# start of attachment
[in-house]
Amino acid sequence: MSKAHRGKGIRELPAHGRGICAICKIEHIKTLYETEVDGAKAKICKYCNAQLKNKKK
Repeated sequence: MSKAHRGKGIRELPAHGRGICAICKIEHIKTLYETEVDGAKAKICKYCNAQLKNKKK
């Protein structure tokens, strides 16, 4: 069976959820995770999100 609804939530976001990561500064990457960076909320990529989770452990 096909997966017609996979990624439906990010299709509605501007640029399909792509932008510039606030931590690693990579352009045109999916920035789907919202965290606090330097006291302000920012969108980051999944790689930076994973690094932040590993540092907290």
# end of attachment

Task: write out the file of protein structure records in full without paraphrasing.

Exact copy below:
[in-house]
Amino acid sequence: MSKAHRGKGIRELPAHGRGICAICKIEHIKTLYETEVDGAKAKICKYCNAQLKNKKK
Repeated sequence: MSKAHRGKGIRELPAHGRGICAICKIEHIKTLYETEVDGAKAKICKYCNAQLKNKKK
């Protein structure tokens, strides 16, 4: 069976959820995770999100 609804939530976001990561500064990457960076909320990529989770452990 096909997966017609996979990624439906990010299709509605501007640029399909792509932008510039606030931590690693990579352009045109999916920035789907919202965290606090330097006291302000920012969108980051999944790689930076994973690094932040590993540092907290």